With the Test series against the Indians out of their way, the countdown clock to the Ashes would have started ticking in both, the Australian and English captains’ minds. Most importantly, the fans around the world would have marked dates on the calendar, booked their tickets for the Ashes if they are in Australia or intending to get there or even booked new television sets for the match-up.
The piece previews what could lie in store for the fans in the upcoming Ashes 2010 that begins from November 25.
End of the road or a new beginning?
Evidently, Ricky Ponting has come under much pressure from the critics and the recent Twitter outburst from Shane Warne (and despite his subsequent clarification) was just one of the cases in point. Unfortunately for the Australian captain, much of the criticism that has come his way is not without basis. Ponting has lost Test series to South Africa, India (twice), England and drawn with Pakistan as opposed to the clean record that he had before the Aussie greats bade goodbye.
Ponting, in the process, had become the first Australian captain since the early 1930s to lose the Ashes twice – a record that he would like to erase by getting the better of the opposition by a similar margin that he had in the previous Ashes in Australia.
A loss to the English captain will not go down too well to the selectors, fans and critics alike and he could just be on his way out. A win, on the other hand, may not allow too much leeway beyond the 2011 World Cup but will provide him some breathing space to get his act together. Ponting would know that it is an almost no-win scenario.
English batsmen v Australian bowlers:
The Aussie captain, Ponting, had recently pointed out that the English batsmen would be nervous going into the series given that some of them have been without too many runs. Alastair Cook did have his issues with falling over facing up to the ball that left him while Kevin Pietersen’s presence and the lack of runs was defined as divisive by former Australian coach, John Buchanan.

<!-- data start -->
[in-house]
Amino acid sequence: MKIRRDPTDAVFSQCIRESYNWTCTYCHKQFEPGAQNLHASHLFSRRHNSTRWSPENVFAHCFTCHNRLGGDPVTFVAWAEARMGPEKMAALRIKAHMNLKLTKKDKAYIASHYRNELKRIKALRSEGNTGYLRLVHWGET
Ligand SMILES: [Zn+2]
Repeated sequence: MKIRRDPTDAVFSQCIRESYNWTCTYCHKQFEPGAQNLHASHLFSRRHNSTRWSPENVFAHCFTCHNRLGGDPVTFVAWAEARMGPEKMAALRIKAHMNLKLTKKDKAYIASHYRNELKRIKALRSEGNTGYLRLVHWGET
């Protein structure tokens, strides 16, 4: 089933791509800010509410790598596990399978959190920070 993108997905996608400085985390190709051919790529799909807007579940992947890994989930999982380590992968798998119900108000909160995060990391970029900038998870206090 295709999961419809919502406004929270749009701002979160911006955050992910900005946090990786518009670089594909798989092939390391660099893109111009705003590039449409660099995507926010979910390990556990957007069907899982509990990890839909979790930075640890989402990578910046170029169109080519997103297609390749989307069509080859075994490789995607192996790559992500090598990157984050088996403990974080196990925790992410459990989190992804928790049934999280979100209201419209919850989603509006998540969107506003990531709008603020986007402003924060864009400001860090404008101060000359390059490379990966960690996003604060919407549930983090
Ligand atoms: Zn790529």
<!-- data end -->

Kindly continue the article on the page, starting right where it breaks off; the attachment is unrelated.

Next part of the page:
Things may get a tad easier for the English batsmen in one sense though. The Australian tracks are usually not too famous for their ability to assist the bowlers in swing and seam – apart from, say, the Gabba at Brisbane. Besides, Pietersen’s issues were more associated with the manner in which the left-arm spinners got the better of him – something that shouldn’t affect him too much given the lack of spin options in the Aussie ranks.
What the English batsmen will need to be wary of is the bounce on the tracks. Apart from playing in South Africa late last year, the English batsmen haven’t had too much experience in the last three years or so playing on the hard and bouncy pitches. How they adjust will be an interesting proposition.
Continued in Part II of this piece…
About the Author
Written by Suneer Chowdhary
A cricket-aspirant at the age of 12, tried my hand at pace bowling, but those were the days of India aspiring for spinners! So, chose the next best option to profess my love towards cricket; became a cricket writer instead